Suter is reported to 'have built' the chassis for Ducati's latest MotoGP racer.

According to Speedweek.com, the Swiss company had first been contacted to assist the Italian factory by former Ducati Corse general manager Bernhard Gobmeier, in 2013.

That collaboration went cold when Gobmeier was replaced by Gigi Dall'Igna the following year, but the Italian is now said to have re-established the chassis relationship for 2016.

Related Articles

"I can not talk about it," Dall'Igna told Speedweek.

While Ducati built its first aluminium MotoGP frame for 2012, having previously used steel and carbon fibre, Suter Racing Technology (founded by ex-racer Eskil Suter) has used the technology for a variety of grand prix projects since the late 1990s.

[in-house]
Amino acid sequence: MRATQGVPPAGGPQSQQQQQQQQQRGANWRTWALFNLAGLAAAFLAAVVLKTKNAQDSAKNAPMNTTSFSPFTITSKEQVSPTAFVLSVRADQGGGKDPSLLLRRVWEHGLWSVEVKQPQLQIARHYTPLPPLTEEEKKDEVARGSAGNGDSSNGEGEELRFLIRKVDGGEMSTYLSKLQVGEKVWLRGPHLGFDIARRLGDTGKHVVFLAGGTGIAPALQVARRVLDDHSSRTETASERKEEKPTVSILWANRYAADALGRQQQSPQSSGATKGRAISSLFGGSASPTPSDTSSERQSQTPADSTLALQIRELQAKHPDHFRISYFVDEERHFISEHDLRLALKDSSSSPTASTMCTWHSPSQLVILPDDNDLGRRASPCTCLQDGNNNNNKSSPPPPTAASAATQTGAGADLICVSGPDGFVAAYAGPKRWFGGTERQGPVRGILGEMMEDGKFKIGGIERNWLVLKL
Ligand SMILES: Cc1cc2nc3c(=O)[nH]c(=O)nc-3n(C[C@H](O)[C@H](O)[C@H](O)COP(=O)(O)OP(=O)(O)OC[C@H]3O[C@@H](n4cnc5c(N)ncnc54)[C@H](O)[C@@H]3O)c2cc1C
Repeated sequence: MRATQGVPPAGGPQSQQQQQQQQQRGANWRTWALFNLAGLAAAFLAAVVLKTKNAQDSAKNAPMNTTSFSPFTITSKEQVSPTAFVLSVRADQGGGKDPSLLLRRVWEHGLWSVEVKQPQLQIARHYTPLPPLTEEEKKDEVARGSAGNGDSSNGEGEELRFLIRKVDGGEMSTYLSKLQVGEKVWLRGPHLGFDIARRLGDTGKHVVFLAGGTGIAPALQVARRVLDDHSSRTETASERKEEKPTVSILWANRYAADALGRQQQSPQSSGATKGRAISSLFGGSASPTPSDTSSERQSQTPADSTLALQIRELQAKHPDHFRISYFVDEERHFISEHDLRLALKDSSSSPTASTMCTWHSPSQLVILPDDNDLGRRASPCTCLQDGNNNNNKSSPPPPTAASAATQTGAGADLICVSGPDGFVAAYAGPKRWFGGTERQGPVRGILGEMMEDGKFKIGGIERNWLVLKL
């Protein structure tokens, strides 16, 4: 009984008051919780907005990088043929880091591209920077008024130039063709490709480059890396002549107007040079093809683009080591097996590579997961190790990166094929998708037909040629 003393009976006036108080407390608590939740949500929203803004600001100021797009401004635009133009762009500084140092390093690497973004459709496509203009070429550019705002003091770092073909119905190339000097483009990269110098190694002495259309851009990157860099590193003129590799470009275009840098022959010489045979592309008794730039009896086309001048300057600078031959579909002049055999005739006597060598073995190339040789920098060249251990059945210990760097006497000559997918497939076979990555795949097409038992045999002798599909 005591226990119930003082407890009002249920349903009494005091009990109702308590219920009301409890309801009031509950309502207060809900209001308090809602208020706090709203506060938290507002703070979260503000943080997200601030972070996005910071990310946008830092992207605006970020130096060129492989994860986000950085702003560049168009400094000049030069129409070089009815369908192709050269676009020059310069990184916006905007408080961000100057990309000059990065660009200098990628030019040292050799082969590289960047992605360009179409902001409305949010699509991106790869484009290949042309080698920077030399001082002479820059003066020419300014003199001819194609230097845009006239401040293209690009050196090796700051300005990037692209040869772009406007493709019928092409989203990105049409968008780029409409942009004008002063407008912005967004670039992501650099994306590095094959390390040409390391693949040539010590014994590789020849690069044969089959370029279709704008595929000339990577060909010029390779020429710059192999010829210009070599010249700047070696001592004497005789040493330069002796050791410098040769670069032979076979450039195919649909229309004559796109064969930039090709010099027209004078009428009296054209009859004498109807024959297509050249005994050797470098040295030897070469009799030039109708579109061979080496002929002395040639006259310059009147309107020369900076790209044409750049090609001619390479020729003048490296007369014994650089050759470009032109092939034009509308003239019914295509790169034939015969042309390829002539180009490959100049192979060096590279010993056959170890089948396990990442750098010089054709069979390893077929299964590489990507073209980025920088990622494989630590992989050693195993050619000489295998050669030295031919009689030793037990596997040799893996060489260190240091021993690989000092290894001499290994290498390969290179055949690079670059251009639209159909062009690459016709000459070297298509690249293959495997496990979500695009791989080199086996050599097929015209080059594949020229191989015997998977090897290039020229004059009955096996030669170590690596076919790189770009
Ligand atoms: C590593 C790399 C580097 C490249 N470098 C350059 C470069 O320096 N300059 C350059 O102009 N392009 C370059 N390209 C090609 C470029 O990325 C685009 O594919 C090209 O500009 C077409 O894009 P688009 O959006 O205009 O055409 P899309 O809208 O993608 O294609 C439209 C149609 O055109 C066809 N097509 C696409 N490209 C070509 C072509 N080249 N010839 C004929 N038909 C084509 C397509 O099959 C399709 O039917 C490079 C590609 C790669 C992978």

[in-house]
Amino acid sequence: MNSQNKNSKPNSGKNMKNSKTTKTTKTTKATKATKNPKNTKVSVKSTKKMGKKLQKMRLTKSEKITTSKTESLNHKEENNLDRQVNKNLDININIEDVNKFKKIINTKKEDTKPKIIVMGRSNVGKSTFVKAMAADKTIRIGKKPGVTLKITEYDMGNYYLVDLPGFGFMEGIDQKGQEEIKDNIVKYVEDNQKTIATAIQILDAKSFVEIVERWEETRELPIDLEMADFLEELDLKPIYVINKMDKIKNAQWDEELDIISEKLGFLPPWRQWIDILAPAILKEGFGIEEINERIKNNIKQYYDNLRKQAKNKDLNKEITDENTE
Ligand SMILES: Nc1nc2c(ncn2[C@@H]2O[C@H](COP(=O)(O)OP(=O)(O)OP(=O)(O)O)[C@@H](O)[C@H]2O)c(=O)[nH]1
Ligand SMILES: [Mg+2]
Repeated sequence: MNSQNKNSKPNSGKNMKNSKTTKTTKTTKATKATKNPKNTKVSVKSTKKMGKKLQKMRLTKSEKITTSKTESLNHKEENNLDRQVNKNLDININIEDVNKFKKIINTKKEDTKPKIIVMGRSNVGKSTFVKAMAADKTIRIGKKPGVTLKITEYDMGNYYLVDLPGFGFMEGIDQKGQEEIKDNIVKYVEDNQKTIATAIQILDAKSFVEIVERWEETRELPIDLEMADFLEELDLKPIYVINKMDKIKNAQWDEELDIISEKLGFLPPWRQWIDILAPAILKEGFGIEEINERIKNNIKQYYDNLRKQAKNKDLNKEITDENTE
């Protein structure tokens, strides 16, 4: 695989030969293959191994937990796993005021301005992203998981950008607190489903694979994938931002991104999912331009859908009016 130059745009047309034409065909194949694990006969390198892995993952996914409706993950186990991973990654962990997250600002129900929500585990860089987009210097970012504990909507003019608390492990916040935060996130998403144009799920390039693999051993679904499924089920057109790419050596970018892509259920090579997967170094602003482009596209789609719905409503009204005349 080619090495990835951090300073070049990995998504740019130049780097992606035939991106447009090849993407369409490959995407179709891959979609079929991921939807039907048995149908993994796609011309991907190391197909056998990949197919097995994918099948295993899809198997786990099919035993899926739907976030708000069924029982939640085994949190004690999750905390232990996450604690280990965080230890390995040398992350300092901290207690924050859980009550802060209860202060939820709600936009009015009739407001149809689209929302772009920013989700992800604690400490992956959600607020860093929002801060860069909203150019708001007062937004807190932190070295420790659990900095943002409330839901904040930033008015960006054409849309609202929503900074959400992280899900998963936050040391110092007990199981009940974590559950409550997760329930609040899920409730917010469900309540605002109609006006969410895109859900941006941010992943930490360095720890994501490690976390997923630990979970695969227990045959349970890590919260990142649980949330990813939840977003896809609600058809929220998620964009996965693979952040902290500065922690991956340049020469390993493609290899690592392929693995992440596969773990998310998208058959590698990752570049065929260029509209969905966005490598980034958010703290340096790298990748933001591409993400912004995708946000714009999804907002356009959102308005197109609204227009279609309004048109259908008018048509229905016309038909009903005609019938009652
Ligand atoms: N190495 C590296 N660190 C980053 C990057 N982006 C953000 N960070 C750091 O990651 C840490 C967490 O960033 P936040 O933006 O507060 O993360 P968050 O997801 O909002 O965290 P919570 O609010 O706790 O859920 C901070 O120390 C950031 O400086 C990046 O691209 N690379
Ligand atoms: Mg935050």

Those include the Muz-Weber that took two poles with Jurgen van den Goorbergh in 1999, the Foggy Petronas WSBK machine from 2002-2005, the factory Kawasaki MotoGP machine from 2004-2006, the 2007 Ilmor and the 2012 Suter-BMW CRT machine.

But Suter's biggest success has been in the single-engine Moto2 class, where it's chassis skills were proven with three consecutive constructors' titles and one riders' crown, before losing its market share to Kalex.

When asked to comment on the Ducati report, Suter Racing Technology told Crash.net:

"We fulfil many engineering projects for different clients in the automotive and motorcycle sector. Please understand that we can't comment on any rumour or any brand names from our client list."